According to Trackman's July 2009 Newsletter, Streelman started off with the following when he first started working with Trackman:
10.5* Cleveland Driver
116 mph clubhead speed
1.43 smash factor
2,887 Spin Rate
267 yards carry
Streelman noticed that his AoA was way too steep with the driver and started to shallow the AoA with his swing.
Streelman then shallowed out his AoA from -5.6* to -1.0* and had to change his driver from a 10.5* loft to an 8.5* loft. He also got a stiffer and slightly shorter clubshaft to adapt to his shallower AoA. His stats a year later looked like this.
114 mph clubhead speed
1.49 smash factor
2,399 Spin Rate
290 yards carry
So Streelman was able to increase his carry by 23 yards and reduce his spin rate by 478 rpm's by gradually shallowing out his AoA and thus being fitted for a driver that better matched the change in his AoA.
In the sample Trackman data above, the spin is at 6,194 rpm's which is about the average spin rate for a Tour pro with a 6-iron. If the spin rate was abnormally higher than that, I would probably check the golf ball being used, the shafts being used, the static loft of the iron, and the attack angle.
VERTICAL LAUNCH ANGLE
Vertical Launch angle is the initial launch of the ball right after impact in relation to the ground. I don't have tour averages with an iron, but with a driver the golfer wants a vertical launch angle in the 10-14* range. A golfer with too low or too high of a vertical launch angle may need to change the loft of the driver and/or the attack angle and their face angle. Trackman advises that golfers hit up with the driver if they can. So if the golfer hits up with the driver and has a vertical launch angle higher than 14*, then they need to get a lower lofted driver and/or a higher kick point shaft.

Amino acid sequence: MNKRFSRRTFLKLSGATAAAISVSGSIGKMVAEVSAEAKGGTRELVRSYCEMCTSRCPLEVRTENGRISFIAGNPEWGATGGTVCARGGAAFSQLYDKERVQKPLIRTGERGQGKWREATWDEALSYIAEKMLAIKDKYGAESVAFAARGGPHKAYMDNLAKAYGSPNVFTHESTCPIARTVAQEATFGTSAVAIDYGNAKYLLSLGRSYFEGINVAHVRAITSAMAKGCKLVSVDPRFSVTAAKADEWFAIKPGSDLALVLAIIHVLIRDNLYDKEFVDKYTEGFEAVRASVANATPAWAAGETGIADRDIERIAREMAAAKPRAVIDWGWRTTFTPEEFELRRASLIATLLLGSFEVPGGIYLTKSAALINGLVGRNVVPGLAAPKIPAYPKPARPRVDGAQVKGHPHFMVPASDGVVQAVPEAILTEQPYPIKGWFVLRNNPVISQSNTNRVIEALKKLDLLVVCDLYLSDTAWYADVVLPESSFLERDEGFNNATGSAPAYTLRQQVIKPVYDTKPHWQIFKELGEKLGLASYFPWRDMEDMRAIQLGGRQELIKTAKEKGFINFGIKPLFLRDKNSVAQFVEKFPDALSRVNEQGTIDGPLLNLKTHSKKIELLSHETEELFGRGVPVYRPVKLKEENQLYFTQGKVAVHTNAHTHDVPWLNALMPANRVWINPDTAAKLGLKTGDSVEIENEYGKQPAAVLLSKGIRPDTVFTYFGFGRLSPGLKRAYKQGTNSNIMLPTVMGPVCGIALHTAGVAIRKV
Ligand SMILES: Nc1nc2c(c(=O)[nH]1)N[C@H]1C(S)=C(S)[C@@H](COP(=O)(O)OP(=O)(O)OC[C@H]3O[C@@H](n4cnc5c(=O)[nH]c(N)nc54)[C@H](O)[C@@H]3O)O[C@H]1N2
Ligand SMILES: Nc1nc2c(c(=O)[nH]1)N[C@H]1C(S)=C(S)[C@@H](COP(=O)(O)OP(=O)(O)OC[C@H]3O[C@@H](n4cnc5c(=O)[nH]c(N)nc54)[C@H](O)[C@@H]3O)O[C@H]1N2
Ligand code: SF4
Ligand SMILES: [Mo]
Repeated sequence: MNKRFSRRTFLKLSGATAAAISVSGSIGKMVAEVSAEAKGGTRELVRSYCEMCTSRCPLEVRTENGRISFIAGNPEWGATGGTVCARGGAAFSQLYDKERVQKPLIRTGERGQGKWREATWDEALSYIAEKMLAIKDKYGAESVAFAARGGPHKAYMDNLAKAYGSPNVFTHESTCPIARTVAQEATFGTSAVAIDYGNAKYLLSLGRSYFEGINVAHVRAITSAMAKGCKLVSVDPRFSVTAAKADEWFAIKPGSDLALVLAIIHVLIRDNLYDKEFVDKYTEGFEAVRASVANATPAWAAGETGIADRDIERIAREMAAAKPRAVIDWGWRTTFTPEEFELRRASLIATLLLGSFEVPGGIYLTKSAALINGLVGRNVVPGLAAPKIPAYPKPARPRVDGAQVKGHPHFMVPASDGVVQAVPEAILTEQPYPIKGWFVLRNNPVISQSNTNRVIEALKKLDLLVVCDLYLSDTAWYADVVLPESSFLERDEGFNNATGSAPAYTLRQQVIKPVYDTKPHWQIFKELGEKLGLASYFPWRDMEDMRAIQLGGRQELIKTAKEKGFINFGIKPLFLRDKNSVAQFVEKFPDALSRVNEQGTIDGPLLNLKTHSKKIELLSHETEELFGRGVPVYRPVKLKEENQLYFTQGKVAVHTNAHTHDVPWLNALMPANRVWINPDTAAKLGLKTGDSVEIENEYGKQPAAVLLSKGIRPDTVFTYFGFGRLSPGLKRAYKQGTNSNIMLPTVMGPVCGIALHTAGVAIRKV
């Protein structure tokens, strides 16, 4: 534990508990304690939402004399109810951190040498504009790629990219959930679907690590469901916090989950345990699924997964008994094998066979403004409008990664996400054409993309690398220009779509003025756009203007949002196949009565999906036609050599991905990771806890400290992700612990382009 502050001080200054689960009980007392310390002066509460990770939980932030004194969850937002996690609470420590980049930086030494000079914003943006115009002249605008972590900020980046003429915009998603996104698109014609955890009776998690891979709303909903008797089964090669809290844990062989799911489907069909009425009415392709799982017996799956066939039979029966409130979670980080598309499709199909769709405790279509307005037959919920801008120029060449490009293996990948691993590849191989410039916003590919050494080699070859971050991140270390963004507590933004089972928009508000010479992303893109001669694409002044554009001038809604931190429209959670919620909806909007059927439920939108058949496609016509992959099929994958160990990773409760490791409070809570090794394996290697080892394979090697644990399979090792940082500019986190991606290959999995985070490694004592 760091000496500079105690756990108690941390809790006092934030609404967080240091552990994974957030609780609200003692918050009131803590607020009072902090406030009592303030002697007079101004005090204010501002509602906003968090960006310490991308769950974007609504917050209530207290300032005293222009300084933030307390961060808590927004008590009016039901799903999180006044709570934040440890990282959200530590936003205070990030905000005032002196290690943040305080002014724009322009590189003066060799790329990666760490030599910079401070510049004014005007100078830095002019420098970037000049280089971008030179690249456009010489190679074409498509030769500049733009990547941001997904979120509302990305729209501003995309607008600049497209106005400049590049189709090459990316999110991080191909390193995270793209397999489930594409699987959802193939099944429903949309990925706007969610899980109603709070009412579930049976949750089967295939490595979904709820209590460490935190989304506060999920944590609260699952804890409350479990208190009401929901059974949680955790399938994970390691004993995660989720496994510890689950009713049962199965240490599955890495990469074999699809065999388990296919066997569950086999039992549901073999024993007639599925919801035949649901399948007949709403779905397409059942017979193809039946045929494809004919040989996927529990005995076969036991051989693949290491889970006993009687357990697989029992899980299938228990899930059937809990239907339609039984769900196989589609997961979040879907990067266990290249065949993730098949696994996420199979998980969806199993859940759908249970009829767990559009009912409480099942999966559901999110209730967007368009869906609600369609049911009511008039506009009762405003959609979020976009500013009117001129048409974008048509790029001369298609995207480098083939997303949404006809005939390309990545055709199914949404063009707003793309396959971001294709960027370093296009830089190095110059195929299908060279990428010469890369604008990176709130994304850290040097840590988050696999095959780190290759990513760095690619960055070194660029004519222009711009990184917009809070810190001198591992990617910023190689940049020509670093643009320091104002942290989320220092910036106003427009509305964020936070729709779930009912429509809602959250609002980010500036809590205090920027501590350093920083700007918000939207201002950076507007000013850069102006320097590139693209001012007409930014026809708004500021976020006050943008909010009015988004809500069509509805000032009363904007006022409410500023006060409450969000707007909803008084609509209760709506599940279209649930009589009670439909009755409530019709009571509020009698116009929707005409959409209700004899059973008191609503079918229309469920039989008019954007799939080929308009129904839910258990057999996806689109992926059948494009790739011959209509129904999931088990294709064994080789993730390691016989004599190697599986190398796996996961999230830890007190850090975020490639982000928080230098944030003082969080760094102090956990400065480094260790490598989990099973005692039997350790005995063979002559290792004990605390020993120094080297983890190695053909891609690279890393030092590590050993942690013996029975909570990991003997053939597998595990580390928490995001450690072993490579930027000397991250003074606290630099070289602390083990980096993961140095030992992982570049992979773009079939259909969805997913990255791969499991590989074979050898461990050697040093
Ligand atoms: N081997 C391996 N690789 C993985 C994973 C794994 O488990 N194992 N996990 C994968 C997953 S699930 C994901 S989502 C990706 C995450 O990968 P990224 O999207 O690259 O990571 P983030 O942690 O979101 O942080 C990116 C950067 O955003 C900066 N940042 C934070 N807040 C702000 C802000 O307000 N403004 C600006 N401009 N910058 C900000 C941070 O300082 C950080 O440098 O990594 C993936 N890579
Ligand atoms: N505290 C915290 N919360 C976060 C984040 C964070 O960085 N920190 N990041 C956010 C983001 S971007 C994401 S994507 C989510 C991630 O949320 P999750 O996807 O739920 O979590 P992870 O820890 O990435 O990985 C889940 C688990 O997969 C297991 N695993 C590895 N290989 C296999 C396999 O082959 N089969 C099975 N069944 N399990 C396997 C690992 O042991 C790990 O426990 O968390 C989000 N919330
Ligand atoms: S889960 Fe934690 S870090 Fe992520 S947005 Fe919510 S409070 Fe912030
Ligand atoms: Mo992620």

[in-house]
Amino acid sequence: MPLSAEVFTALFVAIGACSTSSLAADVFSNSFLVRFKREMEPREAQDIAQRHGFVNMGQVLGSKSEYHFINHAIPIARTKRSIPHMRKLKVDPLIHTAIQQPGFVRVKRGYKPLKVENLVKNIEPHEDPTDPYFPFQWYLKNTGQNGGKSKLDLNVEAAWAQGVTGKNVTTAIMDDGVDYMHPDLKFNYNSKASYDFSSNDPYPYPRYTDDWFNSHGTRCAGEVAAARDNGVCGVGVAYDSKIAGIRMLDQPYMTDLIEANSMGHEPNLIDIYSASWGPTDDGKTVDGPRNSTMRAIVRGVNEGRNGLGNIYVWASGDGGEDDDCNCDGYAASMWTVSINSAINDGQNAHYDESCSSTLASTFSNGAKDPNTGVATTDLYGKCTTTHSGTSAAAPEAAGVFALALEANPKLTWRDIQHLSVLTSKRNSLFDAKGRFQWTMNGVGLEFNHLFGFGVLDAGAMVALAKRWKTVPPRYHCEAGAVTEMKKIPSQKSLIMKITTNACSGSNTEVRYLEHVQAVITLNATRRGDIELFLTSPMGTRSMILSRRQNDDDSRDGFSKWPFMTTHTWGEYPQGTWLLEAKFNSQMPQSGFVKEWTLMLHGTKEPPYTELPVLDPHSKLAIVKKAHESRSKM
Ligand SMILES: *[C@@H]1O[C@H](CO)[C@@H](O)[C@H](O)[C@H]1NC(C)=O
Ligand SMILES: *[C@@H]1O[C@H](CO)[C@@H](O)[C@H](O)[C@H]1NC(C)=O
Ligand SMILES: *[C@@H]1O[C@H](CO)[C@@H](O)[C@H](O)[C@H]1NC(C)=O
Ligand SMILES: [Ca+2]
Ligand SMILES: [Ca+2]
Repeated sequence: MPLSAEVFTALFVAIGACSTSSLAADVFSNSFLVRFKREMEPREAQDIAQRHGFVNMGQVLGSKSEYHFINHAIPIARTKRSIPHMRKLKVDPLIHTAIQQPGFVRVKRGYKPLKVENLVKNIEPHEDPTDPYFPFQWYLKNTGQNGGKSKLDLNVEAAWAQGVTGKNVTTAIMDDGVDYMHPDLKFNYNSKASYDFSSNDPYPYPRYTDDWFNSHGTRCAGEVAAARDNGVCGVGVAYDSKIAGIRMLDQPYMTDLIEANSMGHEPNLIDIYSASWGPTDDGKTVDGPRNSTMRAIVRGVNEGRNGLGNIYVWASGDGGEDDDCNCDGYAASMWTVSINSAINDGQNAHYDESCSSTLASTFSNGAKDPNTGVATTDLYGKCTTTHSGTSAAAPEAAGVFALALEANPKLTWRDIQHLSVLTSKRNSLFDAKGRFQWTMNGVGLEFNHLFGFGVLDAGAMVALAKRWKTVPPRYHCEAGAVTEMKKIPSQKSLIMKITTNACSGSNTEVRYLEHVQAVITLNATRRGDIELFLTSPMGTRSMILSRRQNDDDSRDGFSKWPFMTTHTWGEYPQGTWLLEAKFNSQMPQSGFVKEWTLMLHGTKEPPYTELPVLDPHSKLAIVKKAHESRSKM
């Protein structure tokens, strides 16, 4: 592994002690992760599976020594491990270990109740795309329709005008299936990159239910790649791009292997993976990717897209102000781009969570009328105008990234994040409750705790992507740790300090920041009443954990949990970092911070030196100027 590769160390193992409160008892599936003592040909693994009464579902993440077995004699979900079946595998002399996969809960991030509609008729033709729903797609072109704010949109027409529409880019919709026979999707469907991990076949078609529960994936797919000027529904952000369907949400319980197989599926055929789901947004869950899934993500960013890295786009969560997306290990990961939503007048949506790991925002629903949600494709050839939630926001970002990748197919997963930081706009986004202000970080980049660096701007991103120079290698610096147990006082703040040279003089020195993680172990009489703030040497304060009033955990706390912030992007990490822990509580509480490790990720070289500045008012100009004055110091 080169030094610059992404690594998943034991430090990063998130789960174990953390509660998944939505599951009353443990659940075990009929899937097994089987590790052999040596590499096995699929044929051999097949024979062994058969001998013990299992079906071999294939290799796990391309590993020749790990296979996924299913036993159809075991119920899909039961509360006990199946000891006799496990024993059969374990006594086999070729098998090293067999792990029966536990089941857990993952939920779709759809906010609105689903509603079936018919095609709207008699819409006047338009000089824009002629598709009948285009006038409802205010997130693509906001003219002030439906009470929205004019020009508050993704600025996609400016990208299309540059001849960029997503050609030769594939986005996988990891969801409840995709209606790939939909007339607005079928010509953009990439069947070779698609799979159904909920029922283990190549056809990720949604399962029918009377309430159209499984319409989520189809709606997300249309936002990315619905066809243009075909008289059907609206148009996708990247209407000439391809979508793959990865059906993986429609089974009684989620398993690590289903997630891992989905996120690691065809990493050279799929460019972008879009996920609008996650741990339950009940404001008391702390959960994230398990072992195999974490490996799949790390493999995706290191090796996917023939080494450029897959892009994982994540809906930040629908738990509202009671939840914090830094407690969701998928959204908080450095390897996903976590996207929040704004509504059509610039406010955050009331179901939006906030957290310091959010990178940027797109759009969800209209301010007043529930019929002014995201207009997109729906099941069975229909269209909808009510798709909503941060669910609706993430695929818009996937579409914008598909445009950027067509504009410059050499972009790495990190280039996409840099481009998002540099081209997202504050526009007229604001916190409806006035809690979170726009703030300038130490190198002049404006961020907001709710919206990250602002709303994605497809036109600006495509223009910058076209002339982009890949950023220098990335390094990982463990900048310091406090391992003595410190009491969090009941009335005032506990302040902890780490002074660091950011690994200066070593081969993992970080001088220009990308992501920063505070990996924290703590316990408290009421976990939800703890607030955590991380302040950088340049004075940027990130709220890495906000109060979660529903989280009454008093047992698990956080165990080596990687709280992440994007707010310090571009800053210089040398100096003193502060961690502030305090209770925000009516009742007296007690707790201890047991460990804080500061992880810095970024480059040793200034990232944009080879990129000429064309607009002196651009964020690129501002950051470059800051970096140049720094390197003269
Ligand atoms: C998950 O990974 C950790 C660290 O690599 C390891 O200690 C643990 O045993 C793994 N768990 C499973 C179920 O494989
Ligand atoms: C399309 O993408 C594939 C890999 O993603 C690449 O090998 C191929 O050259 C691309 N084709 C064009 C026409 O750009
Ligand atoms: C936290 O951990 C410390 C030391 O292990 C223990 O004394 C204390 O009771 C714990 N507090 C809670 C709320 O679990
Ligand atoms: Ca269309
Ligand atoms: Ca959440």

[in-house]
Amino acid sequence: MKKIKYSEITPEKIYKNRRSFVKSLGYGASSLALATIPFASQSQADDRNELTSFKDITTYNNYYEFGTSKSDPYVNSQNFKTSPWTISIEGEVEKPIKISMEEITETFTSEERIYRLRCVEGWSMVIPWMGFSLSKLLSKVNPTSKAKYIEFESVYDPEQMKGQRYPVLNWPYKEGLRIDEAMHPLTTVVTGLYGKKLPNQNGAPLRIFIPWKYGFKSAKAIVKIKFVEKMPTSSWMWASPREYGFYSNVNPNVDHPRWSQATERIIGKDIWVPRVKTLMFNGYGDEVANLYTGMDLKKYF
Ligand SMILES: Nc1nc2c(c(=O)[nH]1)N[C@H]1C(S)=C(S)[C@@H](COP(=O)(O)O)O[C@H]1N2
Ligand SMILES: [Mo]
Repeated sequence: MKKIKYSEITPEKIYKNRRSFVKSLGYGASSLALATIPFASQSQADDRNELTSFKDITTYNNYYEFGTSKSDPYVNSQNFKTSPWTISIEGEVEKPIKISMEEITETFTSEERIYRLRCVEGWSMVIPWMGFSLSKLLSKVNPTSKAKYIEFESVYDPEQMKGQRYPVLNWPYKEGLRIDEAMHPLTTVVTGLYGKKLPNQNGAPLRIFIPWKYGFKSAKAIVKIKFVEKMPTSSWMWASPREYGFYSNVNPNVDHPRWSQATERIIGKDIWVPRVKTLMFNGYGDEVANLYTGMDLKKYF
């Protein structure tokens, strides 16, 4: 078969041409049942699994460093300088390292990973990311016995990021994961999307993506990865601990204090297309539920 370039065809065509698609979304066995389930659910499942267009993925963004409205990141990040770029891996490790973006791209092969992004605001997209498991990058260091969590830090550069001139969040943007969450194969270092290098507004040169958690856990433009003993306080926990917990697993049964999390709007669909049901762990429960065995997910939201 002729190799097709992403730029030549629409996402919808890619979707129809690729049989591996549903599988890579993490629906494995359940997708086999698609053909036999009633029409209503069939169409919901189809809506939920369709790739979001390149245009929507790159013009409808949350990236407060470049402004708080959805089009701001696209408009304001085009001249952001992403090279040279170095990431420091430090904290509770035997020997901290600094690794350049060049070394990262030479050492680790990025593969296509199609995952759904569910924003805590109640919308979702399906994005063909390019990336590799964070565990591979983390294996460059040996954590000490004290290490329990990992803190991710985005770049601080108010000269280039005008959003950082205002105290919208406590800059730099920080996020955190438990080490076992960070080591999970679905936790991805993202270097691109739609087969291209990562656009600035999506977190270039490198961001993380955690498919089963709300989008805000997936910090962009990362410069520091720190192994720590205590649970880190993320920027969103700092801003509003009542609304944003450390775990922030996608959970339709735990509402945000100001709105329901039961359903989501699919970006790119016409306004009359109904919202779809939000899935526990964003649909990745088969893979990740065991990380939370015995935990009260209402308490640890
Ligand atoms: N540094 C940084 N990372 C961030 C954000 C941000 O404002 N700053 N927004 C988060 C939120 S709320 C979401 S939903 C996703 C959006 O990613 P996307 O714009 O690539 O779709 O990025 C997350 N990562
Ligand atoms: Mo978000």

With that, in this example we see a vertical launch angle of only 7.2* with a 6-iron. Note though, the clubface was closed by -3.6* which help launch the ball lower than normal.
This is the angle of descent the ball lands at. The higher the number, the more vertical the angle the ball lands. The Tour average with a 5-iron is about 53*. Landing Angle is usually more important with the driver where the Tour average is 39* and usually golfers should look for a landing angle of 35-45*. Too high of a landing angle with the driver usually means the golfer needs a better fitted driver. Too low of a landing angle can mean the same thing or they could have an attack angle issue as well. This golfer didn't provide any landing angle data in his Trackman report.
Here's a video of how Ping fits their golfers with their drivers using Trackman.
Horizontal angle is the direction the ball initially takes right after impact. A negative number means left of the target, a positive number means right of the target. In the sample below the horizontal angle is -0.9* which means the ball started out initially 0.9* left of the target.
Maximum Height is the maximum height the ball reaches during flight. The tour average with a driver is 34 yards, with a 5-iron is 32 yards. Here the maximum height is only 15.5 yards which is a very low shot. But again, note that the golfer had a clubface that was closed by 3.9*. That along with the -3.4* AoA helps contribute to the very low ball trajectory.